Royal Canadian Navy Regulating Branch
And Naval Police

Ratings' Uniforms of the 1950s and 60s

Class II Uniform

Most Ratings under the rank of Petty Officer Class 2 wore the Class II uniform, known as "Square Rig". The general appearance of the post World War 2 Square Rig was little changed from the wartime version. The heavy wool jumper and trousers were replaced with a lighter weight worsted versions. The new pattern jumper was fitted with a slide fastener in the front. The vest, collar, lanyard and silk tie remained essentially unchanged. For tropical or hot weather wear, the white duck jumper was phased out and a white cotton drill jumper was introduced.


The specified dress for shore patrol duty in Canada or temperate climates was Number 3 Dress as illustrated above in the RCN manual BRCN 3048 - Manual Of Rank Requirements. Patrol Brassards, white belts, white gaiters, flashlights, batons and handcuffs were stored in the Regulating Office or under the supervision of the Master At Arms. Wet or cold weather clothing such as raincoats or greatcoats were issued as required.

The postwar pattern of blue cap worn with the Class II uniform was made with an integral white plastic cap cover. It was otherwise identical in construction details to the previous pattern cap. Normally one cap was worn while working, and a second cap was reserved for parades and dress occasions. The working cap was difficult to keep clean so the white cover was often touched up with white paint.

Blue Class II Uniform
Number 3 Dress

The blue "jumper, serge" was trialled in 1949 and adopted for service in 1950. It was made of a medium weight navy blue worsted serge and had a "v" neck opening with an attached collar and zipper front closing. It had two internal breast pockets secured by buttons. The jumper was worn over either the white cotton vest ("gunshirt") or, in colder weather, a blue worsted jersey.
A blue jean collar with 3 white tapes was buttoned to the collar of the jumper. The black silk tie is secured with two tapes attached to the jumper. Regulations stated that the tapes be tied in a bow with the ends no longer than 7 inches in length. The part of the tie below the bow is known as the "bight" and was to be a maximim of 2 inches in length.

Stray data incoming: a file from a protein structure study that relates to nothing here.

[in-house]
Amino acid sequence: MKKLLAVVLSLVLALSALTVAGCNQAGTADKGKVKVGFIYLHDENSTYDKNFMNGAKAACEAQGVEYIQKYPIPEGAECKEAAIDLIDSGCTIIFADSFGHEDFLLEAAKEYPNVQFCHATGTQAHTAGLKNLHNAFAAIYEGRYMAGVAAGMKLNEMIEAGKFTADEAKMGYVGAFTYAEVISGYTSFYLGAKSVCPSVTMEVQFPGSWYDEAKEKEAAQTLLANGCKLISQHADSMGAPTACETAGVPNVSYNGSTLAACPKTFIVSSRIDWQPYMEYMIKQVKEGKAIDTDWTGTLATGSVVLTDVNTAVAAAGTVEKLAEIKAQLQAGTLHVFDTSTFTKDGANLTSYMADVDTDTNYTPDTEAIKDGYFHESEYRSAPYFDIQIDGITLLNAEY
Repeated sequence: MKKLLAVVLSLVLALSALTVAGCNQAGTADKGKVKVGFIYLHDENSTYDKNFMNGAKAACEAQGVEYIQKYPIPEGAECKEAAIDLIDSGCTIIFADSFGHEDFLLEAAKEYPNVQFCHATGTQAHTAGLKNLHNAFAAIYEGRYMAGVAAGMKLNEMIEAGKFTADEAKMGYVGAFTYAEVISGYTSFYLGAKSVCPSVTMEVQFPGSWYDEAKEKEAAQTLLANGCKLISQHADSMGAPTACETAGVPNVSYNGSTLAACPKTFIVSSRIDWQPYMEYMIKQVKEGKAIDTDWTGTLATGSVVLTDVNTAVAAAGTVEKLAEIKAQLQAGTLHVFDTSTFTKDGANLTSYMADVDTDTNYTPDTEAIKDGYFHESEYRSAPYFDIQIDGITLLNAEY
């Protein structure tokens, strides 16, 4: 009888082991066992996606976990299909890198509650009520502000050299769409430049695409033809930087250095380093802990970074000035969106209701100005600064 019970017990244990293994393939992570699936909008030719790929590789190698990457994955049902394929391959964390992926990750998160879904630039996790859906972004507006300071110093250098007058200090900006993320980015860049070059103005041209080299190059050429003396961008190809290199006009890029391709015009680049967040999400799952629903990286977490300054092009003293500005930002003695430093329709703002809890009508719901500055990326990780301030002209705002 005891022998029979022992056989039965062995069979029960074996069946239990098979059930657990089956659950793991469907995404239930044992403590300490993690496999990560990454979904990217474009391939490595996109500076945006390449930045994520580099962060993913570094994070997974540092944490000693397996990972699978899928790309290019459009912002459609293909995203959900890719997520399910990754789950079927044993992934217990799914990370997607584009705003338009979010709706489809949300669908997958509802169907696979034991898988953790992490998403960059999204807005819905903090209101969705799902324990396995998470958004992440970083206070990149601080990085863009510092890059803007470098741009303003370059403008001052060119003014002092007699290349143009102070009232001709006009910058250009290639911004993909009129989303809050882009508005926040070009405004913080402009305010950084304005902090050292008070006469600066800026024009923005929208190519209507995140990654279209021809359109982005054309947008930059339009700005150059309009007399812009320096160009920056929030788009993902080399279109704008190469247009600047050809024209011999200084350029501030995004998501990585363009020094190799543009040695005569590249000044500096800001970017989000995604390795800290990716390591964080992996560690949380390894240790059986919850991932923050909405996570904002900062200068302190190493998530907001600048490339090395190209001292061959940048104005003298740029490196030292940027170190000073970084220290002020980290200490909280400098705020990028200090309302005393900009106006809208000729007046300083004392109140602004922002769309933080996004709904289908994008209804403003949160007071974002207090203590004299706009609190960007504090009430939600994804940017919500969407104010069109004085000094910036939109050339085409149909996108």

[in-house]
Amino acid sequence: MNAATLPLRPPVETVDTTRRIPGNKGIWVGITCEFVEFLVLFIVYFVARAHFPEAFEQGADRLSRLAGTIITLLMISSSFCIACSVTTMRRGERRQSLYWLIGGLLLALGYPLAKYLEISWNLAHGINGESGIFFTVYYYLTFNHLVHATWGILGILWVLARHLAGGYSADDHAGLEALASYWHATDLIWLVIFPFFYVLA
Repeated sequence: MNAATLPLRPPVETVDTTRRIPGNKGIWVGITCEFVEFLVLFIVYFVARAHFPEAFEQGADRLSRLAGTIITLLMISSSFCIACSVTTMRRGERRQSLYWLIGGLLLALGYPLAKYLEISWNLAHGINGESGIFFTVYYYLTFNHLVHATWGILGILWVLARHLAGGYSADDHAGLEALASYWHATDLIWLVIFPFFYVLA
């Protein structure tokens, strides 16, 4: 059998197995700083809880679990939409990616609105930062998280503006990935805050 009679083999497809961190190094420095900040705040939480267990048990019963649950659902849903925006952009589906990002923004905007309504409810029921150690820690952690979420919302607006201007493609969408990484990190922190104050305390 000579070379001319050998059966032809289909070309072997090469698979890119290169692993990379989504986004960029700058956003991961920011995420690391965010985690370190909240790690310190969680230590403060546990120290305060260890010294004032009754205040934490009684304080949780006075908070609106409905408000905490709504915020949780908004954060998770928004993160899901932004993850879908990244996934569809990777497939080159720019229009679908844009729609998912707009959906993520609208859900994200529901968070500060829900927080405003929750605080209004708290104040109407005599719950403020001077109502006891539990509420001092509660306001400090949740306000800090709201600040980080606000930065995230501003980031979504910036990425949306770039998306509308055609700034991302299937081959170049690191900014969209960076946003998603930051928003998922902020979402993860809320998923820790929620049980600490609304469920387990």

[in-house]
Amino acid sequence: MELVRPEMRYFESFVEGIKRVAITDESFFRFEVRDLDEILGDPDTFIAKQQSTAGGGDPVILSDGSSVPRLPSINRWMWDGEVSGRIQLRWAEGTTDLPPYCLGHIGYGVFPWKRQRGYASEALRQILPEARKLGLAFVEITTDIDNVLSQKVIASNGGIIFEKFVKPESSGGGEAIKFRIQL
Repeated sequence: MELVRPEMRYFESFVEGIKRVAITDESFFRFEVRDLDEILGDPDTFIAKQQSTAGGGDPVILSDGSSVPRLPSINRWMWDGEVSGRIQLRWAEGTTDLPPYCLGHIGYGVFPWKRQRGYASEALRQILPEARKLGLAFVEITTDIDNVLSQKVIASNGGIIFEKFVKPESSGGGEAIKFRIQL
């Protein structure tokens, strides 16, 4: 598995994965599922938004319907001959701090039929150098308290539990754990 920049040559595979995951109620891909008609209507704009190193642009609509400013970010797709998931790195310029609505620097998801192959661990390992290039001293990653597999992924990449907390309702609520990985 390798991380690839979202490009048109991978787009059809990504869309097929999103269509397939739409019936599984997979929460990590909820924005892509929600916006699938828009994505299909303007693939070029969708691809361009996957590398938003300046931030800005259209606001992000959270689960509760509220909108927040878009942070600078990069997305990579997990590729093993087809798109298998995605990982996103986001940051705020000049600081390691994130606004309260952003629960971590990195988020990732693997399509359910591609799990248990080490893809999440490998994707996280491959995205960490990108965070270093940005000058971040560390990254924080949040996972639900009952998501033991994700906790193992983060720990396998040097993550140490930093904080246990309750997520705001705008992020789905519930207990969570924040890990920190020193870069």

The blue serge jumper worn with a blue jersey. Note that in Number 3 Dress, the white lanyard is not worn.

The blue jumper with the white cotton vest. The waistbelt is 1951 Pattern, whitened, with brass buckles. The Patrol brassard is worn on the left forearm.

Back view of the jacket and blue jean collar.

The rank insignia is that of a Leading Seaman with at least 3 years service. The Crown above the Leading Seaman's rank insignia is uncommon and it is described in CFP 152 (Seaman's Handbook) dated 6 July 1970 "Master seaman wear a crown above the leading seaman insignia." This would have been in wear until the "square rig pattern uniforms" were withdrawn in the mid 1970s and replaced by the CF Greens.

A branch badge, in this case the Regulating Branch, is worn on the right sleeve.

Closeup view of the Patrol brassard and the two button jacket cuff.

Typical jacket label.

White Class II Uniform
Number 13 Dress

Number 13 Dress was specified for normal duty wear in tropical climates, where Number 3 Dress would otherwise be worn.

The jumper is made of a light weight cotton drill and is of the same cut as the blue jumper. The lower edge of the jacket and the cuffs are edged with 5/8 inch blue cotton tape. There are two internal breast pockets each secured with a button. The denim collar is stitched in place and is an integral part of the jumper. The black silk, belt, and lanyard (if worn) are the same as worn with the blue jumper. White drill bell bottom trousers were worn with the jacket.

This uniform would be typical of a non Regulating Branch Leading Seaman "told off" for temporary duty as Naval Patrol in a foreign port.

Rear view of the jumper and collar.

Rank insignia of a Leading Seaman with more than 3 years service.

The trade badge worn by this Leading rating is that of Ship's Storesman.

Closeup view of the Patrol brassard and the two button cuff.

Typical jacket label.

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